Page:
The following is yet another excerpt in our continuing series of excerpts from the book The History of the Ceylon Police, by former Inspector General of Police A. C. Dep
In February 1850 Robert Rock was hanged in Pettah for murder. About 5000 who wit nessed this showed their sympathy, being convinced that he was innocent. According to them he had been convicted purely on circumstantial evidence. Inspector Daviot who witnessed this stated that he proclaimed his innocence to the end. "I must say this, I have never witnessed any criminal die in the manner that prisoner Rock died; to the last moment he pleaded innocence of the crime and called heaven to witness that he was unjustly condemned to suffer.' And Inspector Claessen who was also present stated that there were nearly 5000 who witnessed this sad spectacle. Rock said in Portuguese "brethren pray for my soul and pray loud that I can hear."
Robert Rock his father Johannes Rock, Adolphus Firth and his father Luke Firth lived together in the Washer's Quarters next to the house of James Jackson. They were all shoemakers. A Malabar named Francisco used to sleep in the verandah of Rock's house.
At about 10 p.m. on the night of 19 August 1849 Jackson heard cries of "Aiyo' Aiyo" coming from the adjoining house. He went there and inquired and heard talk in Portuguese inside and at last the door was opened. Francisco was Iying on the floor in a bad way. Onion juice was squeezed into his face and burnt pepper was blown on to his face. But there was no response from him. A short while later he wanted to be taken to hospital. They told him that Francisco tried to enter the female section naked. When he asked them what was the bleeding in the lower regions they told him that his piles were out.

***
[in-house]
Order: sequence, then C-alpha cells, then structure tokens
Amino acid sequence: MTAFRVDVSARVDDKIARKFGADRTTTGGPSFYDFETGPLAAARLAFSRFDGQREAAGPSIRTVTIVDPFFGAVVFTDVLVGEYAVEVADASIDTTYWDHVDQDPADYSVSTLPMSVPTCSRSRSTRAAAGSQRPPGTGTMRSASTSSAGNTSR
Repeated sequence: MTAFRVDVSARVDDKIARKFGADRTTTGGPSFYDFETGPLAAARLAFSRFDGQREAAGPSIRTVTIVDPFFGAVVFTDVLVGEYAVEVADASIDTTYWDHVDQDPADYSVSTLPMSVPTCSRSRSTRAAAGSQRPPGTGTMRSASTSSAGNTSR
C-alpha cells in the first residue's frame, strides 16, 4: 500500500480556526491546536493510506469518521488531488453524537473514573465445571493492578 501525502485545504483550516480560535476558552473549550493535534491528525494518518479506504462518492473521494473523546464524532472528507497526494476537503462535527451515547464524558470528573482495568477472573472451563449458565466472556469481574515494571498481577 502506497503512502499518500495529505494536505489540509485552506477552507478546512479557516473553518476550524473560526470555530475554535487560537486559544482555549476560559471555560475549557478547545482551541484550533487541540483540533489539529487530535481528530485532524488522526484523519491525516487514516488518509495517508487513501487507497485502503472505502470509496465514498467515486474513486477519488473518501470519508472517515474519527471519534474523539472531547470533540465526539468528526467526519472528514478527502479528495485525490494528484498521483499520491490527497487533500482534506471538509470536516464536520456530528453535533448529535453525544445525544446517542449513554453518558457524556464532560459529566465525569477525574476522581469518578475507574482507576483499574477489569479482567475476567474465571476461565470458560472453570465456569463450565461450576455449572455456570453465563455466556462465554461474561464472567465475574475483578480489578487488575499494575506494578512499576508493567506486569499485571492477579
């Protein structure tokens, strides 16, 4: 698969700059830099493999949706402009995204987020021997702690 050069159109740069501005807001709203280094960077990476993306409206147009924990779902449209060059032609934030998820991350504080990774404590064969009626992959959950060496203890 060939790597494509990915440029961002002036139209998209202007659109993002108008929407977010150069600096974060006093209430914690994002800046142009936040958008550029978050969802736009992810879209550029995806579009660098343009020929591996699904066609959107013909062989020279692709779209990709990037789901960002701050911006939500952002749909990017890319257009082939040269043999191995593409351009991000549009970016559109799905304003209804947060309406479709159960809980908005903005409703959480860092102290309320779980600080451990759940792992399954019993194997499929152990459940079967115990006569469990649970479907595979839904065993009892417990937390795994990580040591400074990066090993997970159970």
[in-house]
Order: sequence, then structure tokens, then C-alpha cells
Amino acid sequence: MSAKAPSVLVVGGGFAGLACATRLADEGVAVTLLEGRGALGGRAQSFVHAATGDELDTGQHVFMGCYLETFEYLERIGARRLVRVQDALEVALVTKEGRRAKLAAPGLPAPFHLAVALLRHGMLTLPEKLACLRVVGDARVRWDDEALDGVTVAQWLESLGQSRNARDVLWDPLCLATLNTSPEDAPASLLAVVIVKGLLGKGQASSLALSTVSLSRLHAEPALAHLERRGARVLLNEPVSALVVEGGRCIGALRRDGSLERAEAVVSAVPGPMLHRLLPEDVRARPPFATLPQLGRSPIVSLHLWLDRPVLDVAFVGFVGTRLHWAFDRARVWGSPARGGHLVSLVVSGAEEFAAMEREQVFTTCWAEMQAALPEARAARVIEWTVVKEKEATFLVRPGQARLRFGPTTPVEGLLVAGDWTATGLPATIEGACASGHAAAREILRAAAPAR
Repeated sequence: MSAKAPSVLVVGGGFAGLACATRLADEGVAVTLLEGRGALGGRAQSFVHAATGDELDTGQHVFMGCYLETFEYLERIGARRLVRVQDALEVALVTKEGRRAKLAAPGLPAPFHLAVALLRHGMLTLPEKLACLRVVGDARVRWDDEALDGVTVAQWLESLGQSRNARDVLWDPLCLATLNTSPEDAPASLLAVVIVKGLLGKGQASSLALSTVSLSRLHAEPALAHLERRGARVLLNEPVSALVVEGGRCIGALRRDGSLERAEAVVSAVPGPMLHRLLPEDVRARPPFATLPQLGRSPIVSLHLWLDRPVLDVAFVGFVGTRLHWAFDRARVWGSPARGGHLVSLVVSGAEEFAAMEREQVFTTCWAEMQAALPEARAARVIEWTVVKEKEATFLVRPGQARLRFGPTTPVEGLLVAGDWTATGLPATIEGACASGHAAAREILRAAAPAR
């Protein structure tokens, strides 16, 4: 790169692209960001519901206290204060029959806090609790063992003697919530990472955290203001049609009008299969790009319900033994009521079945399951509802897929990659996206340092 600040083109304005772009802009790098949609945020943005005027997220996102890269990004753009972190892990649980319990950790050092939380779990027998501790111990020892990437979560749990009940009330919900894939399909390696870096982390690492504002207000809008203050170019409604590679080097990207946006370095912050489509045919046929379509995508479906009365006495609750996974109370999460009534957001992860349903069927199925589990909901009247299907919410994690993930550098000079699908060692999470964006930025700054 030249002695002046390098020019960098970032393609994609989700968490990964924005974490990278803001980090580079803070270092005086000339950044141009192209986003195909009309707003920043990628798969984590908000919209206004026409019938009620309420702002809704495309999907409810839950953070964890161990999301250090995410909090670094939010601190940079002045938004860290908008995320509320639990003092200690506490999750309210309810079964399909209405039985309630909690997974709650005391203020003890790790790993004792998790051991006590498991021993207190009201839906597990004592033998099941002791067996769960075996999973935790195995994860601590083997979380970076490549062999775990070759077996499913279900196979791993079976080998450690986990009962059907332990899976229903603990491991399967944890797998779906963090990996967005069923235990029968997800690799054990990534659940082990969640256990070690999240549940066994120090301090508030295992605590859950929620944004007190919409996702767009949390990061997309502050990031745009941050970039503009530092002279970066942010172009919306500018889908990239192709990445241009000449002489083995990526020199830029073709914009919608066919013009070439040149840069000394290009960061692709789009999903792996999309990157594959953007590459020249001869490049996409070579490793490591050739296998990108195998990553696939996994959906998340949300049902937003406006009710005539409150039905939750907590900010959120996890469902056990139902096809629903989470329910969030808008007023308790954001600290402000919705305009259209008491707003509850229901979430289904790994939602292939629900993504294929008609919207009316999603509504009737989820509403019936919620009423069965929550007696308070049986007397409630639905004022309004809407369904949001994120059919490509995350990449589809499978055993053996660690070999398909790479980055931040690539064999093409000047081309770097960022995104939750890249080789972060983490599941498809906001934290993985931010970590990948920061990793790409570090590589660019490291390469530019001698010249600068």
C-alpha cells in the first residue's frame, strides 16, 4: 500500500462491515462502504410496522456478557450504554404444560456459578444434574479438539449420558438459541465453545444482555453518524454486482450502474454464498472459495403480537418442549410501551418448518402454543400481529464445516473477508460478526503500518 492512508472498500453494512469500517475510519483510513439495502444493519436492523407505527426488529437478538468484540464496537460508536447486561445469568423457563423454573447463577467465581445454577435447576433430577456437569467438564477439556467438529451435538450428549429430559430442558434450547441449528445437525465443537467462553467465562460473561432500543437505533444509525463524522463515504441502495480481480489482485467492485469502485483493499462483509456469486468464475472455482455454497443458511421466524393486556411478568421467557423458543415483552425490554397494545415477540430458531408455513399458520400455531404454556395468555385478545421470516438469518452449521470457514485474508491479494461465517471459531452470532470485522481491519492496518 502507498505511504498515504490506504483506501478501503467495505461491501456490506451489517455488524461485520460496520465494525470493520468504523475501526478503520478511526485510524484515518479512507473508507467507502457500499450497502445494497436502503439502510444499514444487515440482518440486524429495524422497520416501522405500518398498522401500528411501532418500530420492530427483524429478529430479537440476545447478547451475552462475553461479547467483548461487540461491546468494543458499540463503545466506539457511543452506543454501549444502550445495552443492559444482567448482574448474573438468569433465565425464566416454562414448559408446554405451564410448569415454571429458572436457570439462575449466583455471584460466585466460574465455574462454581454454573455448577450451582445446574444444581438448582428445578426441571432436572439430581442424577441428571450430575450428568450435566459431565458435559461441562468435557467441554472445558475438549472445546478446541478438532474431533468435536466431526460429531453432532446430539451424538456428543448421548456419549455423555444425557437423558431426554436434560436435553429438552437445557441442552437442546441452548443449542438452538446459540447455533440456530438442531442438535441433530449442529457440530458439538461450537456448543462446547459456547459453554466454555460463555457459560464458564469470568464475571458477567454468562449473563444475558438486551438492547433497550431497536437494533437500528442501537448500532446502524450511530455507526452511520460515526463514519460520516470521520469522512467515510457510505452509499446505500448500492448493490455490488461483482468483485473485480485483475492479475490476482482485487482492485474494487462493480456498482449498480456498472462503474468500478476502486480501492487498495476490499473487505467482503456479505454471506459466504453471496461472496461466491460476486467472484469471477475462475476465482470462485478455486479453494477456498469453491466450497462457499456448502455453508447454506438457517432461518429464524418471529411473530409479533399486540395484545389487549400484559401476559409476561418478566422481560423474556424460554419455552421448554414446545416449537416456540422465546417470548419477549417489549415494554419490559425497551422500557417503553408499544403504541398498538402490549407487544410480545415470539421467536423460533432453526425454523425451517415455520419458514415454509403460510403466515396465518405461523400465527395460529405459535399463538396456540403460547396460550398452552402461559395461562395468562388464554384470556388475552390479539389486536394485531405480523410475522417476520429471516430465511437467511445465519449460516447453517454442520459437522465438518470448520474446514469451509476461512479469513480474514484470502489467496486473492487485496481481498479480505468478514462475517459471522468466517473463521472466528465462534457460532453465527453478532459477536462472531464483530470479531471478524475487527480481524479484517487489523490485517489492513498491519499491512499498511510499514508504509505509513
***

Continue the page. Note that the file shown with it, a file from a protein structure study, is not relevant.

On the morning of the 20th constable Appu Singho called over. Francisco told him that the four of them assaulted him and that Robert stamped with his foot and squeezed out one of his testicles and made him swallow it. Appu Singho took him in a cart to the Police station. There he repeated the same story to Inspector Miskin. About the testicle he said "if you open my belly you will find it there. Dr. Henry Dickman said that the injured man was brought to him in the morning for examination and treatment. He had a wound in the scrotum 3 inches long, the left testicle was protruding and the right was missing. He agreed that it was possible for a person to swallow an ordinary sized testicle. His dying deposition was recorded by Mr. Colepeper in the morning of the 22nd. He died the same evening. Dr. Peter Daniel Anthonis who held the postmortem was of the opinion that death could have been caused in the manner described. He had no piles, no fistula. His statement tallied with the dying deposition. On this evidence the Jurors returned a verdict of homicide and the sentence of death was passed on Robert Rock.